My basic premise was that the killer waves had been a brutal ‘equaliser’ of all men and women. It no longer mattered on which side of law, morality, economics or social class they stood. This was particularly apt for Sri Lanka, a land divided for a quarter of a century by an armed separatist struggle that has hardened fundamentalist positions at both Sinhalese and Tamil ends of our ethnic spectrum. Towards the end of the verse, I noted:

As we in the aftermath tiptoe
Through endless depressing scenes
Of death and utter devastation
Can we tell the difference
Between Sinhala and Tamil,
Or Muslim and Burgher,
Or soldier and rebel
Or policeman and prisoner
Or rich and poor?

For a few days after the tsunami, there was a flicker of hope that the lashing from the seas might finally convince everyone of the complete futility of war. Political cartoonists in Sri Lankan newspapers were among the first to make this point. One cartoon, appearing two days after the disaster, showed a government soldier and Tiger rebel swimming together in the currents, struggling to save their lives. (Indeed, there were some reports of them helping each other in the hour of need.)

The cartoonists and other media commentators asked a common question: what happened to the land, and the dividing border that both sides had fought so hard and long for?

Alas, what Nature proposed we humans (Sri Lankans) disposed. While the tsunami helped usher in a negotiated settlement to the long-drawn armed struggle in Aceh, Indonesia, it only created a temporary lull in the Sri Lankan conflict. As soon as both sides recovered from Nature’s blow, they were back at each others’ throats again. (This contrast has been studied by various groups – see, for example, the summary of a Worldwatch Institute study Beyond Disasters: Creating Opportunities for Peace).

Looking back three years later, all I can say is that the land killer waves temporarily and forcibly united, killer human beings have managed to divide again for petty political, communal and personal gains.


This boy, Thillainayagam Theeban, epitomizes that bigger tragedy. He survived the tsunami — but not the escalation of Sri Lanka’s ethnically driven civil war, which consumed his life in March 2007.

Theeban was one of eight surviving children – from India, Indonesia, Sri Lanka and Thailand – whose remaining families we tracked and filmed for a year in Children of Tsunami media project, a citizens’ media response to the Indian Ocean Tsunami.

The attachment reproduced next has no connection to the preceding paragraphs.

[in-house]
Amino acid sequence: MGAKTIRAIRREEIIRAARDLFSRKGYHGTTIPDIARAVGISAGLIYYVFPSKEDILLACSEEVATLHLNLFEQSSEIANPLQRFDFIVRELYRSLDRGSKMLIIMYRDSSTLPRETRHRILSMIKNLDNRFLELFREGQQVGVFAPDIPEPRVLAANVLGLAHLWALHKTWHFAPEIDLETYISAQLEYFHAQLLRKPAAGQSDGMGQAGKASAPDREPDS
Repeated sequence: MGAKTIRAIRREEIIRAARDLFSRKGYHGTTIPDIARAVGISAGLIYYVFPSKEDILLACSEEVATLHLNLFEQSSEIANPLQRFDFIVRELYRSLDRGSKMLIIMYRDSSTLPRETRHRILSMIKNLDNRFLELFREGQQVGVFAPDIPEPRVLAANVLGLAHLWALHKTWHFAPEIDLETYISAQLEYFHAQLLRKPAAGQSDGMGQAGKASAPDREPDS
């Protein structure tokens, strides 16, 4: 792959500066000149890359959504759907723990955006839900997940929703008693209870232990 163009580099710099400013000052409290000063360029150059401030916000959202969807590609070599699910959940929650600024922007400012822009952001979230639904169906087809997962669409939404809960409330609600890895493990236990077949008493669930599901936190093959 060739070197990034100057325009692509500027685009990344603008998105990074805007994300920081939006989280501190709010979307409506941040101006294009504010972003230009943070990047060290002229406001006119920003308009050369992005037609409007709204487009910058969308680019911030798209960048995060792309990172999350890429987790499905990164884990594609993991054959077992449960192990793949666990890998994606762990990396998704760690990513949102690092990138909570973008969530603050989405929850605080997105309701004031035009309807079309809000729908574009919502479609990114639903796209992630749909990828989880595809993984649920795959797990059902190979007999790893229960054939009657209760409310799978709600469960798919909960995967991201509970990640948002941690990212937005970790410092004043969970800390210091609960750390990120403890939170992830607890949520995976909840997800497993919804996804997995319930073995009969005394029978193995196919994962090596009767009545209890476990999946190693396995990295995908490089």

Theeban was murdered by unidentified gunmen who stormed into his ‘temporary’ tsunami shelter on 3 March 2007. The death was linked to political violence that has engulfed Sri Lanka since 2006.


When the shocking news reached us three days later, our Sri Lankan camera team at Video Image and we at TVE Asia Pacific just couldn’t believe it. We were all in tears, and some of us were also angry. Theeban, who survived the killer waves 26 months earlier (but lost his mom and kid brother in the disaster) suffered many indignities in displacement. And now, he is gone.

We still don’t know who killed Theeban. He was abducted by an armed group sometime in 2006, from whom he escaped in early 2007. It is believed that Theeban was killed as a punishment for running away — and as a warning to all others.

He was 16 years at the time of his death. It is unlikely that his killers would ever face justice.

As I wrote in my personal tribute to Theeban in March 2007, published by UCLA’s Asia Media and MediaHelpingMedia, UK: “The disaster’s Sri Lankan death toll (close to 40,000 dead or missing) shocked the world when it happened within a few hours or days. Yet, at least twice as many people -– most of them unarmed and uninvolved civilians — have been killed in over a quarter century of fighting. That doesn’t always grab headlines.

“Thillainayagam Theeban has become another statistic in a ‘low-intensity conflict’ (as some researchers call it). And while this war lasts, it will continue to consume thousands of other young lives — a grim roll call of Sri Lanka’s Lost Generation.”

The third anniversary of the tsunami is a reminder – if any were needed – that man’s inhumanity to man is often worse than Nature’s fury.

March 2007 blog post: Remembering Theeban

April 2007 blog post: More memories of Theeban

Children of Tsunami: Documenting Asia’s Longest Year

Thillainayagam Theeban (1990 – 2007)